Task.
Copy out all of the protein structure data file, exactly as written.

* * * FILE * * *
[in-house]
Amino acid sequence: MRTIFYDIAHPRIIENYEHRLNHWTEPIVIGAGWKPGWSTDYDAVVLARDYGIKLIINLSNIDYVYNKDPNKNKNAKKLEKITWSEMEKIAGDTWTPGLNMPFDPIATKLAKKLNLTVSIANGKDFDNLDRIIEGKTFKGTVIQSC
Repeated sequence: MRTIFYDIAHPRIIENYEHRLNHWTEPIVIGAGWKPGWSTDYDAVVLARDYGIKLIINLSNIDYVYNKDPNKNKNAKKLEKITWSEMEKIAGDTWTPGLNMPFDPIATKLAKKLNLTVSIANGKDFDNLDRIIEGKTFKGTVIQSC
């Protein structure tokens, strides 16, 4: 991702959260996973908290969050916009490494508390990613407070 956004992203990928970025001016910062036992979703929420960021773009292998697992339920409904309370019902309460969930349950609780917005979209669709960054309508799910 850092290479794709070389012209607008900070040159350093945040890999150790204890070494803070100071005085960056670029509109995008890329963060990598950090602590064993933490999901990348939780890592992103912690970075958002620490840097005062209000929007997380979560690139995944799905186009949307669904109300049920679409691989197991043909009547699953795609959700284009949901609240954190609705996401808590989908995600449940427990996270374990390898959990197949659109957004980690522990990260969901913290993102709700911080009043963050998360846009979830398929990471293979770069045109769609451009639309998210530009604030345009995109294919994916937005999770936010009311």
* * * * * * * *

[in-house]
Amino acid sequence: MRTIFYDIAHPRIIENYEHRLNHWTEPIVIGAGWKPGWSTDYDAVVLARDYGIKLIINLSNIDYVYNKDPNKNKNAKKLEKITWSEMEKIAGDTWTPGLNMPFDPIATKLAKKLNLTVSIANGKDFDNLDRIIEGKTFKGTVIQSC
Repeated sequence: MRTIFYDIAHPRIIENYEHRLNHWTEPIVIGAGWKPGWSTDYDAVVLARDYGIKLIINLSNIDYVYNKDPNKNKNAKKLEKITWSEMEKIAGDTWTPGLNMPFDPIATKLAKKLNLTVSIANGKDFDNLDRIIEGKTFKGTVIQSC
């Protein structure tokens, strides 16, 4: 991702959260996973908290969050916009490494508390990613407070 956004992203990928970025001016910062036992979703929420960021773009292998697992339920409904309370019902309460969930349950609780917005979209669709960054309508799910 850092290479794709070389012209607008900070040159350093945040890999150790204890070494803070100071005085960056670029509109995008890329963060990598950090602590064993933490999901990348939780890592992103912690970075958002620490840097005062209000929007997380979560690139995944799905186009949307669904109300049920679409691989197991043909009547699953795609959700284009949901609240954190609705996401808590989908995600449940427990996270374990390898959990197949659109957004980690522990990260969901913290993102709700911080009043963050998360846009979830398929990471293979770069045109769609451009639309998210530009604030345009995109294919994916937005999770936010009311």